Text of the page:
Victoria Park, Collingwood, Victoria
The scoreboard at Victoria Park, the spiritual home of Collingwood Football Club, was pulled down on February 10 2011. The former home ground fortress is being opened up to the community to the tune of a $7.2million redevelopment.
“It’s like a part of me is getting destroyed, really,” former scoreboard attendant Bob Hill told the Herald Sun last September.
“I’m not too happy with it being knocked down. It’s history, isn’t it?”
The scoreboard at the Trennery Crescent end of the ground was built in 1966 and used bicycle chain mechanisms to turn over the numbers.
The Herald Sun reported that Mr Hill, a Collingwood-born 69-year-old, and a 48-year Magpies member, started work on the turnstiles to pay the rego on his old Holden. When a scoreboard operator died, he was offered that job.
“I said ‘Too right I’ll do it. I’d like to see all the game’.”
Mr Hill started on Visitors, but another death saw him elevated to Pies scorer. He did the last Collingwood game, at Victoria Park in 1999, a dark day that ended with a rare wooden spoon. (The scoreboard read: Collingwood 8.4 (52) Bris.Lions 13.16 (94) )
Victoria Park currently has generic boundary line scoreboards, diagonally opposite each other, for local matches.
See Victoria Park’s scoreboard sculpture This page also includes photos of the demolition of the 1966 Collingwood scoreboard.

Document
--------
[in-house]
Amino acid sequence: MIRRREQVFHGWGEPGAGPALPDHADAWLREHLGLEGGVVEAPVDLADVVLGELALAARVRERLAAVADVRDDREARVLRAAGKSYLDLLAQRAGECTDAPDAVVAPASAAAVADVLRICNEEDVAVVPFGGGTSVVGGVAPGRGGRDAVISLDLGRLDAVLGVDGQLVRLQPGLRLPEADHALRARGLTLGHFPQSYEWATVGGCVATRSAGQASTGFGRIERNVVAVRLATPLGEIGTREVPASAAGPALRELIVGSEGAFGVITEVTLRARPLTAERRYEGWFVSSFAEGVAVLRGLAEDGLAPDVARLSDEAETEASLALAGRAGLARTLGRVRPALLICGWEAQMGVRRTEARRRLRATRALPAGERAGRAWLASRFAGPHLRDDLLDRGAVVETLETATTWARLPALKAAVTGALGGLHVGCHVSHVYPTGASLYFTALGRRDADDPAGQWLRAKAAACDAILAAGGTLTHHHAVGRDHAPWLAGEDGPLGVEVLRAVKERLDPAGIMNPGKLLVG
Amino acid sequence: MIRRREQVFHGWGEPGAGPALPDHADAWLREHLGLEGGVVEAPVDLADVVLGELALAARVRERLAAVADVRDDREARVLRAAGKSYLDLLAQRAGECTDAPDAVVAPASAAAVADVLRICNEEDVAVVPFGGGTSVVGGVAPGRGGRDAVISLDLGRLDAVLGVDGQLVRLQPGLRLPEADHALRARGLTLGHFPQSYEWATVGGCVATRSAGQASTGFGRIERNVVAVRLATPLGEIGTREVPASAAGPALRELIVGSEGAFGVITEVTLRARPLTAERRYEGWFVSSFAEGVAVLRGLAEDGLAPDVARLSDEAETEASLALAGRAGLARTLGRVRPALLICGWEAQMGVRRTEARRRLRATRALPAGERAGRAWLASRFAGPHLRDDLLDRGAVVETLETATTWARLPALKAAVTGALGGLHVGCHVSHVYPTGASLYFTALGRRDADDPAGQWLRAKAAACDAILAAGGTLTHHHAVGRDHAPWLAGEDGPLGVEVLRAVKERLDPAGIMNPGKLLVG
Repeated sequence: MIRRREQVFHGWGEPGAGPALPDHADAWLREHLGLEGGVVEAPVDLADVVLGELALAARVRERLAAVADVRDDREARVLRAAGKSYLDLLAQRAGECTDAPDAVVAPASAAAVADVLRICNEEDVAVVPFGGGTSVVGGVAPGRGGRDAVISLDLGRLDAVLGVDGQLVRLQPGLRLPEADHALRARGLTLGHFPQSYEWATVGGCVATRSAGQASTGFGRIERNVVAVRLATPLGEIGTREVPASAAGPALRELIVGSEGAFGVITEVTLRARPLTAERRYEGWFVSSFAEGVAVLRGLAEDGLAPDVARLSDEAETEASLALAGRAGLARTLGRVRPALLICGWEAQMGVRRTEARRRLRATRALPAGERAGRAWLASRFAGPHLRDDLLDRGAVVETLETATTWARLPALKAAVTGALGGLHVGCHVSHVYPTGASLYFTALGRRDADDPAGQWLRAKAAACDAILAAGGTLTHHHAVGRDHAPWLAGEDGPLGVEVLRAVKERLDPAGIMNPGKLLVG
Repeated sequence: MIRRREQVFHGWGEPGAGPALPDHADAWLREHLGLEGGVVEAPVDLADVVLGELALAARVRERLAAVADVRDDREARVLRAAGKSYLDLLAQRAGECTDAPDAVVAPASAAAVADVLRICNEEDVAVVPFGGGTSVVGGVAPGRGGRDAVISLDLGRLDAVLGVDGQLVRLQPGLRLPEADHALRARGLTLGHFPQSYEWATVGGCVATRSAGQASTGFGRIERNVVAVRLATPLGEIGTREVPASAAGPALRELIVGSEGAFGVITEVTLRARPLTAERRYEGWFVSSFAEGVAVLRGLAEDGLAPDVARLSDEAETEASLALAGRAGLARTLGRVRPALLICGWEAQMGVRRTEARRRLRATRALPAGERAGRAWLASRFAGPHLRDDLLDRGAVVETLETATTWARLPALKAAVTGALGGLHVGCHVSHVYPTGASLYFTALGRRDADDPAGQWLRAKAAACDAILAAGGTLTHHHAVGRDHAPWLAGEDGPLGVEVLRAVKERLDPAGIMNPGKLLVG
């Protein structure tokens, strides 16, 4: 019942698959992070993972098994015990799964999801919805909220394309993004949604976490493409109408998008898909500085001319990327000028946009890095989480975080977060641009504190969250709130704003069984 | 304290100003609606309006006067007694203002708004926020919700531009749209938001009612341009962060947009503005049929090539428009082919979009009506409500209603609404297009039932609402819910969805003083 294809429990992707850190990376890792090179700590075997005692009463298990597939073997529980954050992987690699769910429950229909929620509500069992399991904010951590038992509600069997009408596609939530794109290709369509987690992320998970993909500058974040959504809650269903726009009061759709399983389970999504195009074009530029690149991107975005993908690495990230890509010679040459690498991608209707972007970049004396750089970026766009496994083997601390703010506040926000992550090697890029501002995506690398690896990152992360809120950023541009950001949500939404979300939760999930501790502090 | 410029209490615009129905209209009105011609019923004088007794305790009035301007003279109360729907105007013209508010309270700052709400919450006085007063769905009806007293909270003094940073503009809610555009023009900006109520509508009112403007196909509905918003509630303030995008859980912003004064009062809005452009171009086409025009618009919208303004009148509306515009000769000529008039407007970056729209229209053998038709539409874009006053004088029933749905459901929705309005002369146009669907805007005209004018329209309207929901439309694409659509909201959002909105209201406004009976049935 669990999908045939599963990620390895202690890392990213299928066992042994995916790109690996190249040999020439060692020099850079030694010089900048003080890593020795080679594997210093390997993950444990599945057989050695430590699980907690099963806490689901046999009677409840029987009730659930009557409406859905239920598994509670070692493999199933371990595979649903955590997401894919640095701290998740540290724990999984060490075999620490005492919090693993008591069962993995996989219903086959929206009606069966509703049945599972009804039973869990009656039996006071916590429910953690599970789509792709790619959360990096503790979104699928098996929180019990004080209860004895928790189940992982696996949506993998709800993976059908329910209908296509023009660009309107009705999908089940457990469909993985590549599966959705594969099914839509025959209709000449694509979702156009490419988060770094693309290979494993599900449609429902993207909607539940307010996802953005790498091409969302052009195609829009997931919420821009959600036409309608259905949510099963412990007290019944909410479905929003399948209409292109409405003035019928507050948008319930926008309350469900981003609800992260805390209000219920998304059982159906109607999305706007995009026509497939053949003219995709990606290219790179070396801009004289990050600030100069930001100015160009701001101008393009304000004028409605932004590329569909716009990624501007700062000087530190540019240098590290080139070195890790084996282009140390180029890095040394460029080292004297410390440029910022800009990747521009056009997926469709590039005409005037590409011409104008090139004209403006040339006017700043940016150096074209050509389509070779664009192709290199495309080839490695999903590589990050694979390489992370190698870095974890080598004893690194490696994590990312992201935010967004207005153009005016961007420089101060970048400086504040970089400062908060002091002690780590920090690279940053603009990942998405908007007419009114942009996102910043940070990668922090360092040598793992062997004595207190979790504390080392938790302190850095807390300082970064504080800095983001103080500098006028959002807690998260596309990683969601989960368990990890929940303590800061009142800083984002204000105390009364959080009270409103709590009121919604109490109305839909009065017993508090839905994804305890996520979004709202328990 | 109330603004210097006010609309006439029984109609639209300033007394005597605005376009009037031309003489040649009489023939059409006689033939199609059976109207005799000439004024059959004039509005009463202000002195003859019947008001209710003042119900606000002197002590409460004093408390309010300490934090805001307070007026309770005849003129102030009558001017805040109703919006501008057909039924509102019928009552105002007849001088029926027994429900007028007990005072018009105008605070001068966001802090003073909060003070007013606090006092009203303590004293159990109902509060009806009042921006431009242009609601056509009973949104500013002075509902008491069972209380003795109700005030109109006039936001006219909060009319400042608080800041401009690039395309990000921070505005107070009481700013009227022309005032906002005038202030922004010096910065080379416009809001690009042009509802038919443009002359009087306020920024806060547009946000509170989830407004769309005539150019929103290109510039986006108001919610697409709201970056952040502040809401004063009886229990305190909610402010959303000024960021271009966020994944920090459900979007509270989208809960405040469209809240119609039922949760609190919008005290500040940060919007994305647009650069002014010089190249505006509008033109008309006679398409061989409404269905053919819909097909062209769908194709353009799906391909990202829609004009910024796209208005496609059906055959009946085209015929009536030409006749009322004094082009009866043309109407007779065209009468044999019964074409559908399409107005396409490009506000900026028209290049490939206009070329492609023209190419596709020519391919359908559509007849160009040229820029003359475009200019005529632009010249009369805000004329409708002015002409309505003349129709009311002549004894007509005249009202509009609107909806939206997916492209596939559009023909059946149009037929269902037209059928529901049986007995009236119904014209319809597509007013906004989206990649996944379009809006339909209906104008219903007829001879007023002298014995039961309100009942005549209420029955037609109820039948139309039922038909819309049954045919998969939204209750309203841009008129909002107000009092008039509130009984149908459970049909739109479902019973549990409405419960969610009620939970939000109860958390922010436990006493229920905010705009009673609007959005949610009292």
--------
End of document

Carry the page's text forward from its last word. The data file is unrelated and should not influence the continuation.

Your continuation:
See Scoreboard quotes for a Gavin Brown quote from 2010, plus another pic.
The new scoreboard at Victoria Park was unveiled on 4 December 2011, at a ‘community celebration’ day to mark the redevelopment of the ground. And given that electronic scoreboards can be pretty intrusive, credit must be given where credit is due. This modern scoreboard looks okay.
Herald Sun material from Wednesday September 15 2010, page 13, Score it another loss to progress by Terry Brown
David Collopy is a Collingwood resident (but not a Collingwood supporter). “I have been documenting the area for quite a few years since moving to Collingwood in 1992. I took a sequence of shots around the ground as I feel that our recollections of things that once were quickly fades.
“Standing in the middle of the ground you can’t help but think back to the black and white television footage of VFL matches with the city skyline in the background. Was it really such a comparatively short time ago that footy was played there?”